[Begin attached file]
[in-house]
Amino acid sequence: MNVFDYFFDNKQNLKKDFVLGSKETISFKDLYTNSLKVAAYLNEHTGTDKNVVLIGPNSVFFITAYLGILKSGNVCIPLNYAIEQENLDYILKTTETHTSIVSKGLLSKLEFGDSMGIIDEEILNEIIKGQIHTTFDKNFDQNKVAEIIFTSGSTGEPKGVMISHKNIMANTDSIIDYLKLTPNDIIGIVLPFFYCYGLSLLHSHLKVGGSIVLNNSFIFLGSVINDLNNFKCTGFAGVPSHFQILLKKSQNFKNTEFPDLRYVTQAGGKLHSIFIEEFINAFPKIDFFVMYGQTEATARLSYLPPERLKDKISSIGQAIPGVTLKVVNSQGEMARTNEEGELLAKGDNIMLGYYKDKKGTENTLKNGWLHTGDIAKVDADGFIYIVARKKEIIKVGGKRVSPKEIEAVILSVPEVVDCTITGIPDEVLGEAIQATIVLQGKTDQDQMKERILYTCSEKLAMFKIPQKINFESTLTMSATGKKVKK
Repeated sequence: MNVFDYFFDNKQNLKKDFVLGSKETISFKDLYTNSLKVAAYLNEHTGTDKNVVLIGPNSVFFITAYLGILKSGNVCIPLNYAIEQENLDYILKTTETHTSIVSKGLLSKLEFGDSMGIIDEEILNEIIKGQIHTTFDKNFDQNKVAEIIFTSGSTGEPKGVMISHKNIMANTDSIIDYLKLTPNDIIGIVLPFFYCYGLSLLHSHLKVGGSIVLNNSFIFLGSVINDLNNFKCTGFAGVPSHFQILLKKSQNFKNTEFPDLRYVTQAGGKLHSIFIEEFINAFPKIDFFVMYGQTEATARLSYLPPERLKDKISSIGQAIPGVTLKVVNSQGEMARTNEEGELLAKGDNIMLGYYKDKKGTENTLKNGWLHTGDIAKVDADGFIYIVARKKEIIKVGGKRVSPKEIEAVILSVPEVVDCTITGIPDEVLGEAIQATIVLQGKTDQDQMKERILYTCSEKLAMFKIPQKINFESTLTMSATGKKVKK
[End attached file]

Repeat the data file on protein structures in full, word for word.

[in-house]
Amino acid sequence: MNVFDYFFDNKQNLKKDFVLGSKETISFKDLYTNSLKVAAYLNEHTGTDKNVVLIGPNSVFFITAYLGILKSGNVCIPLNYAIEQENLDYILKTTETHTSIVSKGLLSKLEFGDSMGIIDEEILNEIIKGQIHTTFDKNFDQNKVAEIIFTSGSTGEPKGVMISHKNIMANTDSIIDYLKLTPNDIIGIVLPFFYCYGLSLLHSHLKVGGSIVLNNSFIFLGSVINDLNNFKCTGFAGVPSHFQILLKKSQNFKNTEFPDLRYVTQAGGKLHSIFIEEFINAFPKIDFFVMYGQTEATARLSYLPPERLKDKISSIGQAIPGVTLKVVNSQGEMARTNEEGELLAKGDNIMLGYYKDKKGTENTLKNGWLHTGDIAKVDADGFIYIVARKKEIIKVGGKRVSPKEIEAVILSVPEVVDCTITGIPDEVLGEAIQATIVLQGKTDQDQMKERILYTCSEKLAMFKIPQKINFESTLTMSATGKKVKK
Repeated sequence: MNVFDYFFDNKQNLKKDFVLGSKETISFKDLYTNSLKVAAYLNEHTGTDKNVVLIGPNSVFFITAYLGILKSGNVCIPLNYAIEQENLDYILKTTETHTSIVSKGLLSKLEFGDSMGIIDEEILNEIIKGQIHTTFDKNFDQNKVAEIIFTSGSTGEPKGVMISHKNIMANTDSIIDYLKLTPNDIIGIVLPFFYCYGLSLLHSHLKVGGSIVLNNSFIFLGSVINDLNNFKCTGFAGVPSHFQILLKKSQNFKNTEFPDLRYVTQAGGKLHSIFIEEFINAFPKIDFFVMYGQTEATARLSYLPPERLKDKISSIGQAIPGVTLKVVNSQGEMARTNEEGELLAKGDNIMLGYYKDKKGTENTLKNGWLHTGDIAKVDADGFIYIVARKKEIIKVGGKRVSPKEIEAVILSVPEVVDCTITGIPDEVLGEAIQATIVLQGKTDQDQMKERILYTCSEKLAMFKIPQKINFESTLTMSATGKKVKK